Thoughts on bedside medicine
As a clinician educator and teacher of bedside medicine from the 1970s, I read with great interest Mollie Durkin's article in the February 2018 ACP Internist, “Bringing Medicine Back to the Bedside.” I could not agree more with the points made but offer a few additional comments.
First, many physical examination maneuvers (tests) have well-established sensitivities and specificities, as useful to the clinician as those for laboratory tests. Second, the practice of predicting what a laboratory test might demonstrate based on the bedside finding can be expanded to the teaching setting. Third, David L. Simel, MD, FACP, and colleagues initiated a series in JAMA decades ago on the rational clinical examination. He and Drummond Rennie, MD, MACP, have since published a primer on this subject. Their work can also serve as a resource. Fourth, bedside skills are ripe for research, not only in terms of determining operating characteristics of maneuvers but also in identifying meaningful teaching strategies and interventions. Finally, groups such as the Stanford Medicine 25 and Society of Bedside Medicine are on the cutting edge of this exciting discipline. I wish them well.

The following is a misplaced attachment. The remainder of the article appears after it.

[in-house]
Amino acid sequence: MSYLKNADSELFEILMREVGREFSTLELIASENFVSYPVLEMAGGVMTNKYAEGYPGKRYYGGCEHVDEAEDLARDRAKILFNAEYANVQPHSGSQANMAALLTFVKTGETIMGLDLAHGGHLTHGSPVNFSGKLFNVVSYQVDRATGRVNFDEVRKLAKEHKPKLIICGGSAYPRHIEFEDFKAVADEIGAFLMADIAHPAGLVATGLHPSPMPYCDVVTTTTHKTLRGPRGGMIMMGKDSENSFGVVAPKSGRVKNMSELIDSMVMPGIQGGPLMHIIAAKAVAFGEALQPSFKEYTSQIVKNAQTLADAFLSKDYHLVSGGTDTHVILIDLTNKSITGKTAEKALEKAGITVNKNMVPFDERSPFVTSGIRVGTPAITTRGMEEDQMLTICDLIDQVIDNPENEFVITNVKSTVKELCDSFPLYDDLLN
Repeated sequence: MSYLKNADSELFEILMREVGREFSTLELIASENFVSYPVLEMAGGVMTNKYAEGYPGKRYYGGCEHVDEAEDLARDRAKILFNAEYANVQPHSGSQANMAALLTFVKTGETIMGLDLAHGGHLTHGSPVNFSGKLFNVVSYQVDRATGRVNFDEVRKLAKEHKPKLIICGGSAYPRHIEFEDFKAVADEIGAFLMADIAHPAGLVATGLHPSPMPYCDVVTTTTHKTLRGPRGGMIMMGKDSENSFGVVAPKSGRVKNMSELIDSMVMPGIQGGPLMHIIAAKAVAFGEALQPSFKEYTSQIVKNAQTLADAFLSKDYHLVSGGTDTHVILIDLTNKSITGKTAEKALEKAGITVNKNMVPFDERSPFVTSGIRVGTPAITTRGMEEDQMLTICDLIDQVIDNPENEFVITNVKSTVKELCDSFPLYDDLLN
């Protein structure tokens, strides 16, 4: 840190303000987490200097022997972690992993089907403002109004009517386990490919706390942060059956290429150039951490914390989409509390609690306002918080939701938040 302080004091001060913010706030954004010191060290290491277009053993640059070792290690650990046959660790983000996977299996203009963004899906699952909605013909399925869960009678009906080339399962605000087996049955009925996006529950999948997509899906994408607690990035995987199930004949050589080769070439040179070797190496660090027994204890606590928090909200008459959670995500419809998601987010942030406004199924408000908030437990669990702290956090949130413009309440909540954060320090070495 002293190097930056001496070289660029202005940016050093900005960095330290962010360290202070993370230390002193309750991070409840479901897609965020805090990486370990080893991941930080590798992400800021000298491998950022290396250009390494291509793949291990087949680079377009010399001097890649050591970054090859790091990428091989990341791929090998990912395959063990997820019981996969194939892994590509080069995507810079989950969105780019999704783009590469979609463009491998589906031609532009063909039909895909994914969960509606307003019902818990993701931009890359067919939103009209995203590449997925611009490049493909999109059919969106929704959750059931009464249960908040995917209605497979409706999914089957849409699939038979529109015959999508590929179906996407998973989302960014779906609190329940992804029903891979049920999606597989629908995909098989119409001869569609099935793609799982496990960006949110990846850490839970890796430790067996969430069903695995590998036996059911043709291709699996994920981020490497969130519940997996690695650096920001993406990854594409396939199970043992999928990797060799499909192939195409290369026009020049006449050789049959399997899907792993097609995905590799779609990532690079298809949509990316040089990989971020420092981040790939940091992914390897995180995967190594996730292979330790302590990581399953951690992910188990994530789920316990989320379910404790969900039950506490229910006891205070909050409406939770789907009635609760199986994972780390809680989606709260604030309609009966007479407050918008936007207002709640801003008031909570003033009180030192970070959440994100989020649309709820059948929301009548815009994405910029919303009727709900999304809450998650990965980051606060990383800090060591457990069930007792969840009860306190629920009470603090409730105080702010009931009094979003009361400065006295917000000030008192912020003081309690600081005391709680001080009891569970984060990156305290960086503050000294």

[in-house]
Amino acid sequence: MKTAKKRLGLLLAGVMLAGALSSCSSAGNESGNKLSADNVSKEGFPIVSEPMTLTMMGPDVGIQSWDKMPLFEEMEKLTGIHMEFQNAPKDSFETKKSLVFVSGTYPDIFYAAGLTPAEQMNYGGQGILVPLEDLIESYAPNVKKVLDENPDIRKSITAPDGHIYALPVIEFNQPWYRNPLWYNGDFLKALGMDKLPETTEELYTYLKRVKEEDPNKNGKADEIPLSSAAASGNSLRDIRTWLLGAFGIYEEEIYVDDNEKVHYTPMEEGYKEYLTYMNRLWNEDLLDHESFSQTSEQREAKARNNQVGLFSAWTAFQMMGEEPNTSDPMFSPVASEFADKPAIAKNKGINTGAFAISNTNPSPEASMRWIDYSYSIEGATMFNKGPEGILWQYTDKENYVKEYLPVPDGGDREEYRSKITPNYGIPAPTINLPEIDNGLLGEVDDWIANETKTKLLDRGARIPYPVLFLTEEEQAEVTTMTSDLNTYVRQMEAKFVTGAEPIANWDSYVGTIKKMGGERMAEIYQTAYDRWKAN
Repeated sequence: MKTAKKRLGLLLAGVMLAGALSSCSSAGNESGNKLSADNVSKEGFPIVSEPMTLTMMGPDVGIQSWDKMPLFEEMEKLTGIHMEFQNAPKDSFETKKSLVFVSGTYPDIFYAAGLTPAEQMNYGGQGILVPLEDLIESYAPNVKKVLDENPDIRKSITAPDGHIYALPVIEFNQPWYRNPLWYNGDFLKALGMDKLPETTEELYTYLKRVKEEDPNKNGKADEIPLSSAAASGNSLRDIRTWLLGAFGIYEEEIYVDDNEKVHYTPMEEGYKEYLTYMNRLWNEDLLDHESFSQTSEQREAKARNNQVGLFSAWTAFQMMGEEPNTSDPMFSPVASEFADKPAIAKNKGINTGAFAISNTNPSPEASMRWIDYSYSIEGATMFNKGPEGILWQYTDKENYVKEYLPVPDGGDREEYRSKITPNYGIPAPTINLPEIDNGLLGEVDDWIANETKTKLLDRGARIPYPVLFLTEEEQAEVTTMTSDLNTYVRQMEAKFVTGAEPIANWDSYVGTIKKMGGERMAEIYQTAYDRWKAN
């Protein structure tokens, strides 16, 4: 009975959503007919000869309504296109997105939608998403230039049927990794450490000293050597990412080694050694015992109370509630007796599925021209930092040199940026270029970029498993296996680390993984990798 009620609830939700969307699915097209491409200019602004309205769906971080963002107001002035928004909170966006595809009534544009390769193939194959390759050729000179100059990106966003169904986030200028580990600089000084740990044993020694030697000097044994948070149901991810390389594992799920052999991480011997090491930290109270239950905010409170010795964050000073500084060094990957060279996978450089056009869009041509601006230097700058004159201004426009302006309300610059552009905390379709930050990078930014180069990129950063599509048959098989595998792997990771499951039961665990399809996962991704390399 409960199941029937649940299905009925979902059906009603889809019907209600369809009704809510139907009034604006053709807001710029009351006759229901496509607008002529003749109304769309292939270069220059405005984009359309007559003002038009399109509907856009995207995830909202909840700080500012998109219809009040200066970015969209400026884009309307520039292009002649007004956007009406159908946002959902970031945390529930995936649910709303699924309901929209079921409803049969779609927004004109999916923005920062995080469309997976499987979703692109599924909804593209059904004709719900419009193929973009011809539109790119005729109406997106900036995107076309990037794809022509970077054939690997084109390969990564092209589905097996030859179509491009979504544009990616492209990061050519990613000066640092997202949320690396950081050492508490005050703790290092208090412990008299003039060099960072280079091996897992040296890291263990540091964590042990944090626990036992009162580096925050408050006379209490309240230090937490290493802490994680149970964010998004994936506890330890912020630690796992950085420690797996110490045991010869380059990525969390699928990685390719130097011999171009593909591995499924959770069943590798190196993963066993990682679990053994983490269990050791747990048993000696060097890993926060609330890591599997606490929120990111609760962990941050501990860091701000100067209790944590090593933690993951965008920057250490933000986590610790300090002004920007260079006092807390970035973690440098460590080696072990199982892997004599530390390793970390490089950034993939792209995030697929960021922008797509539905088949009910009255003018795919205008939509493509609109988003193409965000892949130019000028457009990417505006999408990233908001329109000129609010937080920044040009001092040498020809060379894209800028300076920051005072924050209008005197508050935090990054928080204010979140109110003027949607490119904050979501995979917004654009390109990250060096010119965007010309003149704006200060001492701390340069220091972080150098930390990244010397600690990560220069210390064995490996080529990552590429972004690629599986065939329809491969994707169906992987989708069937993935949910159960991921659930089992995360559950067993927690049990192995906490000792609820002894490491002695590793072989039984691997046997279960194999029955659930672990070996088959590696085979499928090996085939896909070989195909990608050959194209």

David A. Nardone, MD, FACP